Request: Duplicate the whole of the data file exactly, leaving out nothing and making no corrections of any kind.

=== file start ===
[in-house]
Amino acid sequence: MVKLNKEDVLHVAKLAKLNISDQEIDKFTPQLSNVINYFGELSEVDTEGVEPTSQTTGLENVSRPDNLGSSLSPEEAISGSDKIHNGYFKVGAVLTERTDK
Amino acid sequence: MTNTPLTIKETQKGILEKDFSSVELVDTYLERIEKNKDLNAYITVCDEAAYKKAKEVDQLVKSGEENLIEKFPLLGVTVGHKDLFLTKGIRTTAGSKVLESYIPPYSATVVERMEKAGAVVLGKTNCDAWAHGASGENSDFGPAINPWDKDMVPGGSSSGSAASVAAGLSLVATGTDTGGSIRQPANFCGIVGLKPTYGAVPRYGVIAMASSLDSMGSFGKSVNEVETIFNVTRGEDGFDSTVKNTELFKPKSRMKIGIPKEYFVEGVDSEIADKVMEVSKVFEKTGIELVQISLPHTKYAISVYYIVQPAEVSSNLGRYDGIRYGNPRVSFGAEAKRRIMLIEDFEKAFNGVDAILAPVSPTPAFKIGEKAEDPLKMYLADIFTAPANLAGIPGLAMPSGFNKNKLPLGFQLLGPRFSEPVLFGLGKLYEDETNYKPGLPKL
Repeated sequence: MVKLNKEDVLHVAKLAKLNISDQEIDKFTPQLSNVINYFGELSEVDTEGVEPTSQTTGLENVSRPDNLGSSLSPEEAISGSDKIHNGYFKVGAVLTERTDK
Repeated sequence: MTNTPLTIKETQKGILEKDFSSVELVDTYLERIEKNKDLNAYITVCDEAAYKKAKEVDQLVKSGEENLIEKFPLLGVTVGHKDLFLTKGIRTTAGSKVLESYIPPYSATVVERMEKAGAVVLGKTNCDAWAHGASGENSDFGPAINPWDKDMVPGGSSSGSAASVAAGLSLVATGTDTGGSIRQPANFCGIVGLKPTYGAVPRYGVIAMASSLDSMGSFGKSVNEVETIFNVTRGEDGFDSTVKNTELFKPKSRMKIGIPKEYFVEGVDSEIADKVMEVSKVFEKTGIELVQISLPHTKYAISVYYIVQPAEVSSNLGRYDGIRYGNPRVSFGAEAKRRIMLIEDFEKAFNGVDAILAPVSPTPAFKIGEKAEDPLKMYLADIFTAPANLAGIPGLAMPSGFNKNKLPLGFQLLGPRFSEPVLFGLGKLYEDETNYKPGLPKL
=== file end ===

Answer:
[in-house]
Amino acid sequence: MVKLNKEDVLHVAKLAKLNISDQEIDKFTPQLSNVINYFGELSEVDTEGVEPTSQTTGLENVSRPDNLGSSLSPEEAISGSDKIHNGYFKVGAVLTERTDK
Amino acid sequence: MTNTPLTIKETQKGILEKDFSSVELVDTYLERIEKNKDLNAYITVCDEAAYKKAKEVDQLVKSGEENLIEKFPLLGVTVGHKDLFLTKGIRTTAGSKVLESYIPPYSATVVERMEKAGAVVLGKTNCDAWAHGASGENSDFGPAINPWDKDMVPGGSSSGSAASVAAGLSLVATGTDTGGSIRQPANFCGIVGLKPTYGAVPRYGVIAMASSLDSMGSFGKSVNEVETIFNVTRGEDGFDSTVKNTELFKPKSRMKIGIPKEYFVEGVDSEIADKVMEVSKVFEKTGIELVQISLPHTKYAISVYYIVQPAEVSSNLGRYDGIRYGNPRVSFGAEAKRRIMLIEDFEKAFNGVDAILAPVSPTPAFKIGEKAEDPLKMYLADIFTAPANLAGIPGLAMPSGFNKNKLPLGFQLLGPRFSEPVLFGLGKLYEDETNYKPGLPKL
Repeated sequence: MVKLNKEDVLHVAKLAKLNISDQEIDKFTPQLSNVINYFGELSEVDTEGVEPTSQTTGLENVSRPDNLGSSLSPEEAISGSDKIHNGYFKVGAVLTERTDK
Repeated sequence: MTNTPLTIKETQKGILEKDFSSVELVDTYLERIEKNKDLNAYITVCDEAAYKKAKEVDQLVKSGEENLIEKFPLLGVTVGHKDLFLTKGIRTTAGSKVLESYIPPYSATVVERMEKAGAVVLGKTNCDAWAHGASGENSDFGPAINPWDKDMVPGGSSSGSAASVAAGLSLVATGTDTGGSIRQPANFCGIVGLKPTYGAVPRYGVIAMASSLDSMGSFGKSVNEVETIFNVTRGEDGFDSTVKNTELFKPKSRMKIGIPKEYFVEGVDSEIADKVMEVSKVFEKTGIELVQISLPHTKYAISVYYIVQPAEVSSNLGRYDGIRYGNPRVSFGAEAKRRIMLIEDFEKAFNGVDAILAPVSPTPAFKIGEKAEDPLKMYLADIFTAPANLAGIPGLAMPSGFNKNKLPLGFQLLGPRFSEPVLFGLGKLYEDETNYKPGLPKL